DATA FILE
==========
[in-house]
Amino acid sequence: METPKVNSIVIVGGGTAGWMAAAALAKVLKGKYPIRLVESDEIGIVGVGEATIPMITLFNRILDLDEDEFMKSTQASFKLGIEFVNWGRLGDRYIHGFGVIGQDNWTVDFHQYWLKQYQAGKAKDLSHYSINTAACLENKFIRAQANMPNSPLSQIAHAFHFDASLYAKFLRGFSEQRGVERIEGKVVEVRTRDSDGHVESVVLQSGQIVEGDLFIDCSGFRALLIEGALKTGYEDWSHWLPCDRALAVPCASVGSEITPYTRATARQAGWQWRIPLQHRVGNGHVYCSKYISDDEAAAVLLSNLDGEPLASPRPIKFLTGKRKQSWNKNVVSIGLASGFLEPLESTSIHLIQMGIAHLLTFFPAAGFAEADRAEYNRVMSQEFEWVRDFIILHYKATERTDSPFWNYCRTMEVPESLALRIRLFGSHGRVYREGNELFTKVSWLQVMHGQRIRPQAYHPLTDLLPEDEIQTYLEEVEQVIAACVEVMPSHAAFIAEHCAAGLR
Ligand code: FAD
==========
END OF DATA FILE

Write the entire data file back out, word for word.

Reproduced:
[in-house]
Amino acid sequence: METPKVNSIVIVGGGTAGWMAAAALAKVLKGKYPIRLVESDEIGIVGVGEATIPMITLFNRILDLDEDEFMKSTQASFKLGIEFVNWGRLGDRYIHGFGVIGQDNWTVDFHQYWLKQYQAGKAKDLSHYSINTAACLENKFIRAQANMPNSPLSQIAHAFHFDASLYAKFLRGFSEQRGVERIEGKVVEVRTRDSDGHVESVVLQSGQIVEGDLFIDCSGFRALLIEGALKTGYEDWSHWLPCDRALAVPCASVGSEITPYTRATARQAGWQWRIPLQHRVGNGHVYCSKYISDDEAAAVLLSNLDGEPLASPRPIKFLTGKRKQSWNKNVVSIGLASGFLEPLESTSIHLIQMGIAHLLTFFPAAGFAEADRAEYNRVMSQEFEWVRDFIILHYKATERTDSPFWNYCRTMEVPESLALRIRLFGSHGRVYREGNELFTKVSWLQVMHGQRIRPQAYHPLTDLLPEDEIQTYLEEVEQVIAACVEVMPSHAAFIAEHCAAGLR
Ligand code: FAD